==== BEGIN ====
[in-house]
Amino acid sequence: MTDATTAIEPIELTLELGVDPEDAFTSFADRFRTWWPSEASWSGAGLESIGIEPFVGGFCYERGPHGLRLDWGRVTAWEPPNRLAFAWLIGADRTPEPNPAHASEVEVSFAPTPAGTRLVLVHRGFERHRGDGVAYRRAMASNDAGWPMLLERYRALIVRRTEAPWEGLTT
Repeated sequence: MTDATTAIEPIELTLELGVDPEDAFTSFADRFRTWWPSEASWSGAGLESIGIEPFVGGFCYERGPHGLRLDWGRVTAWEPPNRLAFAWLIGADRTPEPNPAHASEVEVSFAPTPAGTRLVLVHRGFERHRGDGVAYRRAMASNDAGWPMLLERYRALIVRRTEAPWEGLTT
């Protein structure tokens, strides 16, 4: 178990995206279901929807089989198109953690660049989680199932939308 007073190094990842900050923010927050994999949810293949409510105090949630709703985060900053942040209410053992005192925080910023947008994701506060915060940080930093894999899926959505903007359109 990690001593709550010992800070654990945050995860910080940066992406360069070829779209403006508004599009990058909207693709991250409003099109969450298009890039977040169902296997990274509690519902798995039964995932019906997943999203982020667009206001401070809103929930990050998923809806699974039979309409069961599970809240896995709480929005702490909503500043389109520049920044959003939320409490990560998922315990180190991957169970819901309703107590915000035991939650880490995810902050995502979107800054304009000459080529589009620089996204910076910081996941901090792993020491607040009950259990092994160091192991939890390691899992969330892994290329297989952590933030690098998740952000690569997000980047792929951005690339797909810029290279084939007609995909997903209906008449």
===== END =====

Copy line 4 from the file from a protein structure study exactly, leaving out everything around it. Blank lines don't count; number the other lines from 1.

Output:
């Protein structure tokens, strides 16, 4: 178990995206279901929807089989198109953690660049989680199932939308 007073190094990842900050923010927050994999949810293949409510105090949630709703985060900053942040209410053992005192925080910023947008994701506060915060940080930093894999899926959505903007359109 990690001593709550010992800070654990945050995860910080940066992406360069070829779209403006508004599009990058909207693709991250409003099109969450298009890039977040169902296997990274509690519902798995039964995932019906997943999203982020667009206001401070809103929930990050998923809806699974039979309409069961599970809240896995709480929005702490909503500043389109520049920044959003939320409490990560998922315990180190991957169970819901309703107590915000035991939650880490995810902050995502979107800054304009000459080529589009620089996204910076910081996941901090792993020491607040009950259990092994160091192991939890390691899992969330892994290329297989952590933030690098998740952000690569997000980047792929951005690339797909810029290279084939007609995909997903209906008449």